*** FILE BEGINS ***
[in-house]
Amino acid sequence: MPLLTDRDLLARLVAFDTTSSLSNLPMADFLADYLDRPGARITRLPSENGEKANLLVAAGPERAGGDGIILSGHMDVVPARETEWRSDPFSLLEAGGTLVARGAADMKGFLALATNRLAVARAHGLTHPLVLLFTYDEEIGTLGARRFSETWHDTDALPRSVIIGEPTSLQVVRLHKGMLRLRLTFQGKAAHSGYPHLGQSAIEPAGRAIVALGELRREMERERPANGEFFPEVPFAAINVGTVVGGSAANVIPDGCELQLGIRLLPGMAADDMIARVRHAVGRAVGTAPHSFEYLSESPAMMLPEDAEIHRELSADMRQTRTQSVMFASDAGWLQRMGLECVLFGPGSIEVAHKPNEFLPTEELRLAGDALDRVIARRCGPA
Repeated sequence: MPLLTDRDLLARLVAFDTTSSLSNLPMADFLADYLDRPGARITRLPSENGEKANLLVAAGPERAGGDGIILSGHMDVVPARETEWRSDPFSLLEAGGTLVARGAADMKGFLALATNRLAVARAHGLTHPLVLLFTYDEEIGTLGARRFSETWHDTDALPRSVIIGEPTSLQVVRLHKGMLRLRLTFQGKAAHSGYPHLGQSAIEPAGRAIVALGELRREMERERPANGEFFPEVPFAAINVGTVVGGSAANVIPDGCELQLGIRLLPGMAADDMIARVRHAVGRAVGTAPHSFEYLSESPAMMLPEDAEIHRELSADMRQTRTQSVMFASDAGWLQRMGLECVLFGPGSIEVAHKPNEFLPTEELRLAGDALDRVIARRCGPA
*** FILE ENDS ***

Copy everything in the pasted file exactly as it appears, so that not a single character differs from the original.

[in-house]
Amino acid sequence: MPLLTDRDLLARLVAFDTTSSLSNLPMADFLADYLDRPGARITRLPSENGEKANLLVAAGPERAGGDGIILSGHMDVVPARETEWRSDPFSLLEAGGTLVARGAADMKGFLALATNRLAVARAHGLTHPLVLLFTYDEEIGTLGARRFSETWHDTDALPRSVIIGEPTSLQVVRLHKGMLRLRLTFQGKAAHSGYPHLGQSAIEPAGRAIVALGELRREMERERPANGEFFPEVPFAAINVGTVVGGSAANVIPDGCELQLGIRLLPGMAADDMIARVRHAVGRAVGTAPHSFEYLSESPAMMLPEDAEIHRELSADMRQTRTQSVMFASDAGWLQRMGLECVLFGPGSIEVAHKPNEFLPTEELRLAGDALDRVIARRCGPA
Repeated sequence: MPLLTDRDLLARLVAFDTTSSLSNLPMADFLADYLDRPGARITRLPSENGEKANLLVAAGPERAGGDGIILSGHMDVVPARETEWRSDPFSLLEAGGTLVARGAADMKGFLALATNRLAVARAHGLTHPLVLLFTYDEEIGTLGARRFSETWHDTDALPRSVIIGEPTSLQVVRLHKGMLRLRLTFQGKAAHSGYPHLGQSAIEPAGRAIVALGELRREMERERPANGEFFPEVPFAAINVGTVVGGSAANVIPDGCELQLGIRLLPGMAADDMIARVRHAVGRAVGTAPHSFEYLSESPAMMLPEDAEIHRELSADMRQTRTQSVMFASDAGWLQRMGLECVLFGPGSIEVAHKPNEFLPTEELRLAGDALDRVIARRCGPA